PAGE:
“It’s not as bad as the Smokies.” ~ Dave Woodard

My son, Dave, is hiking the Appalachian Trail. He’s attempting a through hike – the entire 2,200 miles at one time. He began in mid-March at Springer Mountain, GA and will finish up at the trail’s northern terminus, Mount Katahdin, ME in early October. He just crossed into New Hampshire and he’s tackling the challenging White Mountains.

That’s him with one of the wild ponies that visited his campsite near Roan Mountain in Tennessee.

10.a.DPW and Wild Pony 3


Whenever he gets to a re-supply town, we talk by phone, or FaceTime if the Wi-Fi signal is strong enough. I always try and ask him what he’s learned on the current leg of his trek.

Awhile ago, we were able to have a long chat. He needed to take a few days off the trail to attend a family function. He was waiting for his ride at a nearby Starbucks.

Resilience on the AT

I asked him how things were going. He mentioned that the weather had changed dramatically. When he started out in GA, it was pretty cold with temps hitting around 10 degrees at night. As he progressed along the trail, the weather became less cold, but it rained. A lot. In the Smoky Mountains of Tennessee, he hiked one day in a four-hour, driving rain coming at him sideways. The wind blew the rain cover off his pack soaking its contents. During that time, his hike reached elevations of 5,000 to 6,000 feet. The Smoky Mountains were miserable; not exactly a stroll in the woods.

Then the weather shifted dramatically. Dave said it was like a switch was thrown; it went from cold and rainy to hot and humid. And buggy.

He lathered himself in insect repellant in the morning, but within a couple of hours he had sweated it all off. He was constantly fighting the gnats, flies, and mosquitos. With the high temps and humidity, he had to keep himself more hydrated, which meant he had to be constantly aware of his water supply situation.

I asked how he was doing. His response: “I just keep telling myself, it’s not as bad as the Smokies.”

This led to a conversation about resilience. To me, it seemed that prior trail experience didn’t seem to help in his current conditions. We talked about how the trail doesn’t seem to get easier as one goes along. In fact, the part of the AT with the toughest reputation is the New Hampshire/Maine section at the end. So it doesn’t necessarily get easier as you go along.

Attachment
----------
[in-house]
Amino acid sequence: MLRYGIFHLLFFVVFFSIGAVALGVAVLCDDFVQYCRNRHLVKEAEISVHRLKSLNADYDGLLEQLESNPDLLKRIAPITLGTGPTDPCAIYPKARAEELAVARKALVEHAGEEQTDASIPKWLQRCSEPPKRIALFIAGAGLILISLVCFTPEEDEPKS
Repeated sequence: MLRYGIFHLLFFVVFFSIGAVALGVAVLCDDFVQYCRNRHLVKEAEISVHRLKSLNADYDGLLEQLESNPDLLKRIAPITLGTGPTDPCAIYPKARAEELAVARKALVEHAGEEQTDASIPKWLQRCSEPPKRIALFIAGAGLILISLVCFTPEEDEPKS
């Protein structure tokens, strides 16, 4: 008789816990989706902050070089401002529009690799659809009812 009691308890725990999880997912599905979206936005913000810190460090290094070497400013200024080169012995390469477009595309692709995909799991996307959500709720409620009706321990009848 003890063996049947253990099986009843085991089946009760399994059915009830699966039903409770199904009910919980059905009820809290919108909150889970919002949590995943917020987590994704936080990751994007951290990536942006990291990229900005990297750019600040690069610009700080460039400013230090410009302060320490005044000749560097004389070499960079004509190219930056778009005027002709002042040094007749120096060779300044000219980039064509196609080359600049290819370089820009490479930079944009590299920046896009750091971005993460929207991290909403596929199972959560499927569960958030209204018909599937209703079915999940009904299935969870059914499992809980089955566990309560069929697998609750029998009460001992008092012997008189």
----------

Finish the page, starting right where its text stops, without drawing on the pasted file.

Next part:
Accepting the New Reality

Resilience is adapting to adversity and stress in our lives – family and relationship problems, serious health problems, or workplace and financial stressors. It’s bouncing back from difficult experiences.

Elizabeth Edwards, an attorney, who was married to the presidential candidate John Edwards and died of cancer in 2010 said, “resilience is accepting your new reality, even if it’s less good than the one you had before.”

Dave mentioned that he was learning to adapt to each section of the trail and the experience it provided. Being a father, I was quick to point out that the lessons he’s learning will serve him well throughout his life.

Career Resilience

Michele Martin describes the four patterns of career resilience to survive in today’s uncertain world of work. These patterns of clarity, connecting, creating and coping provide understanding and awareness, a network of people we can count on, actions we can take, and the emotional management to move forward in uncertain and stressful times.

Michele writes that we no longer follow a straight-line career path to a dream job, and we need to be “agile, flexible, and adaptable. We need to see opportunity in challenges and to develop our capacity to deal with constantly changing parameters and requirements.” Resilience helps us adapt to changes in our lives and accept the new reality as an opportunity rather than an insurmountable obstacle.

Interestingly, the American Psychological Association notes that resilience is not extraordinary. It’s not a trait that people either possess or not. Instead, resilience involves learned behaviors, thoughts, and actions that can be developed by anyone.

What About You?

What’s been your experience in building resilience? What behaviors, strategies and actions do you incorporate to maintain resilience in the face of uncertainty and stress? How do you keep moving forward on your trail?


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